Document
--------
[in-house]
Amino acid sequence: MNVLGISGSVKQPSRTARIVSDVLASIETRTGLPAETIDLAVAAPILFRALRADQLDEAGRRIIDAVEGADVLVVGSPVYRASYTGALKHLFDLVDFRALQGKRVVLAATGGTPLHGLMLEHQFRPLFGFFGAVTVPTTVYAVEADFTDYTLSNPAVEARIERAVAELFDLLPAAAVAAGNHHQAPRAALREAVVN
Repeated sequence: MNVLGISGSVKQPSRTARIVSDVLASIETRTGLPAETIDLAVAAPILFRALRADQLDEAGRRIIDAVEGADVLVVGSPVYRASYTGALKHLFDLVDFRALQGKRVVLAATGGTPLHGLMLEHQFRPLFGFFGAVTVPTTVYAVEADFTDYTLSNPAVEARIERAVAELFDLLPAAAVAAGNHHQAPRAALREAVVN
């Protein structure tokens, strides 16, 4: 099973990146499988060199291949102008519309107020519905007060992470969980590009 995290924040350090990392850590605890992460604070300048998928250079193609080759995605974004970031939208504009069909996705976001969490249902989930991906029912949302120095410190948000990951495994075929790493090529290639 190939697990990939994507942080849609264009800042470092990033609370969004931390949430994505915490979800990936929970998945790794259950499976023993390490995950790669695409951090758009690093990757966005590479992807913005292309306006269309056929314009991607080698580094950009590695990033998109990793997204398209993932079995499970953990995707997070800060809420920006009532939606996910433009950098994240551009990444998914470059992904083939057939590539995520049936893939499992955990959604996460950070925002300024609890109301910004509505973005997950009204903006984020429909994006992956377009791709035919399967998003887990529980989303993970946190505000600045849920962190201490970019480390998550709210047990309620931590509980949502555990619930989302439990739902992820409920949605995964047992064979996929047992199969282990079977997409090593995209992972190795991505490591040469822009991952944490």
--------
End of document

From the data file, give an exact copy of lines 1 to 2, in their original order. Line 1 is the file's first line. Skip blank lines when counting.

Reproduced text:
[in-house]
Amino acid sequence: MNVLGISGSVKQPSRTARIVSDVLASIETRTGLPAETIDLAVAAPILFRALRADQLDEAGRRIIDAVEGADVLVVGSPVYRASYTGALKHLFDLVDFRALQGKRVVLAATGGTPLHGLMLEHQFRPLFGFFGAVTVPTTVYAVEADFTDYTLSNPAVEARIERAVAELFDLLPAAAVAAGNHHQAPRAALREAVVN